Tuesday, October 23, 2012

Farewell Tour and The Chieftains

Since Saturday was our last full day on Cape Breton, we decided to revisit some of our favorite places on the island. We grabbed a quick coffee at the Quality Inn and headed south. Unfortunately, John bypassed the gas station just before the Seal Island Bridge, and there wouldn't be another until we reached Baddeck...if then.

 Big Baddeck John

We passed a sign reading "Baddeck 20K" just as the range indicator dipped below 10 miles. John did a lot of coasting and very little braking, and we sputtered into Baddeck Esso with the range indicator readout at 0. That's zero. Nada. Nil.

Having averted the gas crisis, we made a return trip to Bean There for more Irish creme coffee (Paul), more pumpkin spice latte (John) and more blueberry scones (both).

Our next destination was Mabou, where we had stopped on Tuesday to visit the Red Shoe Pub. It was a bit of a ride, and after the stress of the gas episode we were able to conjure up some more appetite. This was my favorite spot on the trip, and not just for the big chunks of andouille sausage in the chili. John had the special, which was puttenesca alla spaghetti--not quite up to Hanover Street standards, but not bad.

 The route back to Sydney includes the Seal Island Bridge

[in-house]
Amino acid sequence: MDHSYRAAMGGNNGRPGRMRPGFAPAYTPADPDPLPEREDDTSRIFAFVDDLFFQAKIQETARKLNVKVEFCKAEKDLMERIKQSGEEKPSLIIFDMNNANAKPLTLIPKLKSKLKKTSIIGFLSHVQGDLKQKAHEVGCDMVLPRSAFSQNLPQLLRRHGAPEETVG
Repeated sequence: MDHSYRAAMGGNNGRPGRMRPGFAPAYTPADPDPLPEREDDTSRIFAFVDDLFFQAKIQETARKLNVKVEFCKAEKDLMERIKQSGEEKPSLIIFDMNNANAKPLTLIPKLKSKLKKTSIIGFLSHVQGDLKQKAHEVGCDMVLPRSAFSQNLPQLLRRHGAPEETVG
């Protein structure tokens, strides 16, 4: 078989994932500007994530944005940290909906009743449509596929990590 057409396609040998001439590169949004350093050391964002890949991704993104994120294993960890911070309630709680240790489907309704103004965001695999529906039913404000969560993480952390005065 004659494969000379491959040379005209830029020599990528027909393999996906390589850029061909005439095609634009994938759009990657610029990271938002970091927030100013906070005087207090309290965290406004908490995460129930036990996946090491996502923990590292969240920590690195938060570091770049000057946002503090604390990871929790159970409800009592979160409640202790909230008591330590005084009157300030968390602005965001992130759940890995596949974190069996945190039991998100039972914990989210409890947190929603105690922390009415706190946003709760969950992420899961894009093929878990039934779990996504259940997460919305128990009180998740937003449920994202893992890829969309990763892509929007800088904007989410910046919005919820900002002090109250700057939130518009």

Thus fortified, we headed back to Sydney to rest up for the final concert, "50 Years of Celtic Charm", to be held at Center 200, a casino and hockey arena.

A number of opening acts preceded the Chieftains. John dismissed fiddler/trumpeter Daniel Lapp for playing "new age crap". Wendy MacIsaac and Mary Jane Lamond were great again, but we had seen them Friday night. Glasgow's iconic Battlefield Band was a bit of a disappointment to me, although the fervor among the Scots in the audience was palpable when the two bagpipers commenced together. It was a night for the Chieftains, celebrating 50 years with Paddy Moloney at the helm.

Moloney's genius is not just his music, most of which is performed  on a tin whistle (with a more serious turn on the uilllean pipes). His diminutive stature belies a huge and gracious personality, and his generosity and willingness to share the stage with band members and guests is legendary. Long time member Matt Molloy was up front with his flute, and stalwart bodhran player Kevin Conneff came forward to sing a capella in his remarkable tenor.

The guests were treated with equal deference. Guest musicians on keyboards, harp, guitar, and fiddle were all given a chance to shine and receive Molloy's benediction. A wild clog dancer dazzled the crowd during "Ottawa Valley Dance" and then was joined by his brother, who had been playing fiddle. Energetic step-dancer Cara Butler led a stepping cadre of local girls onto the stage and then through the audience, where they recruited an Irish-dancing conga line for the grand finale.

Through it all, Paddy Moloney kept up a litany of quips. After Kevin Conneff's solo, he declared, "When Kevin sings, we just hope for the best." Introducing singer Alyth MacCormack, he noted, "She's from the Isle of Lewis, where they speak Scots Gaelic and make Scotch whisky...I wouldn't mind a drop right about now." When the Battlefield Band charged back on stage for the finale, he feigned fright, then recovered, quipping, "For a moment I thought you were English."

And when the appreciative crowd called The Chieftains back for an encore, Paddy scolded us, "Pathetic. Don't you people have homes to go to?"